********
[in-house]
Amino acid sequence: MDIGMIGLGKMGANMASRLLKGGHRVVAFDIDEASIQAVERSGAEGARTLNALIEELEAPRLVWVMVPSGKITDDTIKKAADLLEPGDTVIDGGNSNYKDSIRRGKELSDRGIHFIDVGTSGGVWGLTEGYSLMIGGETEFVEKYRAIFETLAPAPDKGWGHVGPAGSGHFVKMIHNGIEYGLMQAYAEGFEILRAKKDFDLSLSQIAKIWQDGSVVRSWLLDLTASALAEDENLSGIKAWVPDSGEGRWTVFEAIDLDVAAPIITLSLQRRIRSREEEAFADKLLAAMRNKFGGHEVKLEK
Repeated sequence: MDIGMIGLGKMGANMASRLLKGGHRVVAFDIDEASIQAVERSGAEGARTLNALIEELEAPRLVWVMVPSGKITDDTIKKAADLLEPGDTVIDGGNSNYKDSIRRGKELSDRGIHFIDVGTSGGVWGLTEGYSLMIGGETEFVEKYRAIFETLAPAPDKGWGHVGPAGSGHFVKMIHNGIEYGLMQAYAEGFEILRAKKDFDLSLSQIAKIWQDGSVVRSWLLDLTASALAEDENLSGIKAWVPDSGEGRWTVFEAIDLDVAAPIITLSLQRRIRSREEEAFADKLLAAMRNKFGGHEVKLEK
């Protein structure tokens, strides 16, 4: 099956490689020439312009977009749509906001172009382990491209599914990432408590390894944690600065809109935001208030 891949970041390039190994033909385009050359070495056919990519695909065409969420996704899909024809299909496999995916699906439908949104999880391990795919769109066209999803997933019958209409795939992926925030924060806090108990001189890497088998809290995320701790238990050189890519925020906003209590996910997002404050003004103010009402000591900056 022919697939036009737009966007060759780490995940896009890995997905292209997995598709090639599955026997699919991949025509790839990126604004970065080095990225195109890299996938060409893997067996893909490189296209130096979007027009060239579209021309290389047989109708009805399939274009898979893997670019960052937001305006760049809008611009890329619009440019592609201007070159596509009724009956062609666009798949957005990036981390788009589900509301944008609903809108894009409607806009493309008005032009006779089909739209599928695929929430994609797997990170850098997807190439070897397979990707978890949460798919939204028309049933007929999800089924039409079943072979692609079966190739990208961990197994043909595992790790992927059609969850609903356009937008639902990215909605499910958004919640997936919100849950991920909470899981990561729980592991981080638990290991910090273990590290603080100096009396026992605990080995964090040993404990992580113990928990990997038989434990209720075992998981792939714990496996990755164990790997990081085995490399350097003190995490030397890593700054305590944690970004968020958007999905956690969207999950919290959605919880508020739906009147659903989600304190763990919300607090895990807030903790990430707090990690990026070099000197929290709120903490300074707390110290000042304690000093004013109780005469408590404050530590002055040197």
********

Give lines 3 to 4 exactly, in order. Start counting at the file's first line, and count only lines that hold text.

Repeated sequence: MDIGMIGLGKMGANMASRLLKGGHRVVAFDIDEASIQAVERSGAEGARTLNALIEELEAPRLVWVMVPSGKITDDTIKKAADLLEPGDTVIDGGNSNYKDSIRRGKELSDRGIHFIDVGTSGGVWGLTEGYSLMIGGETEFVEKYRAIFETLAPAPDKGWGHVGPAGSGHFVKMIHNGIEYGLMQAYAEGFEILRAKKDFDLSLSQIAKIWQDGSVVRSWLLDLTASALAEDENLSGIKAWVPDSGEGRWTVFEAIDLDVAAPIITLSLQRRIRSREEEAFADKLLAAMRNKFGGHEVKLEK
């Protein structure tokens, strides 16, 4: 099956490689020439312009977009749509906001172009382990491209599914990432408590390894944690600065809109935001208030 891949970041390039190994033909385009050359070495056919990519695909065409969420996704899909024809299909496999995916699906439908949104999880391990795919769109066209999803997933019958209409795939992926925030924060806090108990001189890497088998809290995320701790238990050189890519925020906003209590996910997002404050003004103010009402000591900056 022919697939036009737009966007060759780490995940896009890995997905292209997995598709090639599955026997699919991949025509790839990126604004970065080095990225195109890299996938060409893997067996893909490189296209130096979007027009060239579209021309290389047989109708009805399939274009898979893997670019960052937001305006760049809008611009890329619009440019592609201007070159596509009724009956062609666009798949957005990036981390788009589900509301944008609903809108894009409607806009493309008005032009006779089909739209599928695929929430994609797997990170850098997807190439070897397979990707978890949460798919939204028309049933007929999800089924039409079943072979692609079966190739990208961990197994043909595992790790992927059609969850609903356009937008639902990215909605499910958004919640997936919100849950991920909470899981990561729980592991981080638990290991910090273990590290603080100096009396026992605990080995964090040993404990992580113990928990990997038989434990209720075992998981792939714990496996990755164990790997990081085995490399350097003190995490030397890593700054305590944690970004968020958007999905956690969207999950919290959605919880508020739906009147659903989600304190763990919300607090895990807030903790990430707090990690990026070099000197929290709120903490300074707390110290000042304690000093004013109780005469408590404050530590002055040197």